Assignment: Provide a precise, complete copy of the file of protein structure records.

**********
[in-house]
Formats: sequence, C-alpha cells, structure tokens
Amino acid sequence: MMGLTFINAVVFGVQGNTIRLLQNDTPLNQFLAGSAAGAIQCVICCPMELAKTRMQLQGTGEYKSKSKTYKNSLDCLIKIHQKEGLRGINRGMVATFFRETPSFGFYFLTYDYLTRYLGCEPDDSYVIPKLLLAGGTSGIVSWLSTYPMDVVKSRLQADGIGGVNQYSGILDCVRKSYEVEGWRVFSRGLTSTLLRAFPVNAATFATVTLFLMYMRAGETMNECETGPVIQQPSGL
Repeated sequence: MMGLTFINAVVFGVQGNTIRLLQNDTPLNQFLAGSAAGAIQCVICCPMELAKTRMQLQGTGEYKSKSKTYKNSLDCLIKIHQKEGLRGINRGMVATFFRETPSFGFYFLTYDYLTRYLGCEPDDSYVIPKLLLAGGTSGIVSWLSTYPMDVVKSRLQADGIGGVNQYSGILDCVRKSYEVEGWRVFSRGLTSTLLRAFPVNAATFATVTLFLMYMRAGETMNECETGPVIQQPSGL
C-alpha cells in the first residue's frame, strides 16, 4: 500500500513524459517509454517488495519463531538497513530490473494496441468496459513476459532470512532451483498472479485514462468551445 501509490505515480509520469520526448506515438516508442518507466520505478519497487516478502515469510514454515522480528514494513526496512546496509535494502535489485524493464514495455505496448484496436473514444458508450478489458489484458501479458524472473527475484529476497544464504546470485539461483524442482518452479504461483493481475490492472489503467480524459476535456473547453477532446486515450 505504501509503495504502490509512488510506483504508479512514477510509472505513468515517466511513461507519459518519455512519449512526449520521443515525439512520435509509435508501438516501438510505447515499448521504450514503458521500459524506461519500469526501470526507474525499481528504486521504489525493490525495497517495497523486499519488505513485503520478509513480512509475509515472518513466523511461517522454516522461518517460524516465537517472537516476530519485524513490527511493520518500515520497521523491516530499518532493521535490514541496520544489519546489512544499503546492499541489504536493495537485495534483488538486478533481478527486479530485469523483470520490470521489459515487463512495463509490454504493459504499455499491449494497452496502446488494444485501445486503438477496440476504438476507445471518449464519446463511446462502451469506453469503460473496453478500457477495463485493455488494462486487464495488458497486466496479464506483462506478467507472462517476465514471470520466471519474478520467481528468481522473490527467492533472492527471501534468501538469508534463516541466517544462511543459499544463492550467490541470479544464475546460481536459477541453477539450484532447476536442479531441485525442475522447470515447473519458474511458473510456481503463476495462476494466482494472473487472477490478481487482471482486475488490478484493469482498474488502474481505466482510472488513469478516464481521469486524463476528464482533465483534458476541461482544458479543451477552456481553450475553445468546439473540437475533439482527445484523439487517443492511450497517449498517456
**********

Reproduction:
[in-house]
Formats: sequence, C-alpha cells, structure tokens
Amino acid sequence: MMGLTFINAVVFGVQGNTIRLLQNDTPLNQFLAGSAAGAIQCVICCPMELAKTRMQLQGTGEYKSKSKTYKNSLDCLIKIHQKEGLRGINRGMVATFFRETPSFGFYFLTYDYLTRYLGCEPDDSYVIPKLLLAGGTSGIVSWLSTYPMDVVKSRLQADGIGGVNQYSGILDCVRKSYEVEGWRVFSRGLTSTLLRAFPVNAATFATVTLFLMYMRAGETMNECETGPVIQQPSGL
Repeated sequence: MMGLTFINAVVFGVQGNTIRLLQNDTPLNQFLAGSAAGAIQCVICCPMELAKTRMQLQGTGEYKSKSKTYKNSLDCLIKIHQKEGLRGINRGMVATFFRETPSFGFYFLTYDYLTRYLGCEPDDSYVIPKLLLAGGTSGIVSWLSTYPMDVVKSRLQADGIGGVNQYSGILDCVRKSYEVEGWRVFSRGLTSTLLRAFPVNAATFATVTLFLMYMRAGETMNECETGPVIQQPSGL
C-alpha cells in the first residue's frame, strides 16, 4: 500500500513524459517509454517488495519463531538497513530490473494496441468496459513476459532470512532451483498472479485514462468551445 501509490505515480509520469520526448506515438516508442518507466520505478519497487516478502515469510514454515522480528514494513526496512546496509535494502535489485524493464514495455505496448484496436473514444458508450478489458489484458501479458524472473527475484529476497544464504546470485539461483524442482518452479504461483493481475490492472489503467480524459476535456473547453477532446486515450 505504501509503495504502490509512488510506483504508479512514477510509472505513468515517466511513461507519459518519455512519449512526449520521443515525439512520435509509435508501438516501438510505447515499448521504450514503458521500459524506461519500469526501470526507474525499481528504486521504489525493490525495497517495497523486499519488505513485503520478509513480512509475509515472518513466523511461517522454516522461518517460524516465537517472537516476530519485524513490527511493520518500515520497521523491516530499518532493521535490514541496520544489519546489512544499503546492499541489504536493495537485495534483488538486478533481478527486479530485469523483470520490470521489459515487463512495463509490454504493459504499455499491449494497452496502446488494444485501445486503438477496440476504438476507445471518449464519446463511446462502451469506453469503460473496453478500457477495463485493455488494462486487464495488458497486466496479464506483462506478467507472462517476465514471470520466471519474478520467481528468481522473490527467492533472492527471501534468501538469508534463516541466517544462511543459499544463492550467490541470479544464475546460481536459477541453477539450484532447476536442479531441485525442475522447470515447473519458474511458473510456481503463476495462476494466482494472473487472477490478481487482471482486475488490478484493469482498474488502474481505466482510472488513469478516464481521469486524463476528464482533465483534458476541461482544458479543451477552456481553450475553445468546439473540437475533439482527445484523439487517443492511450497517449498517456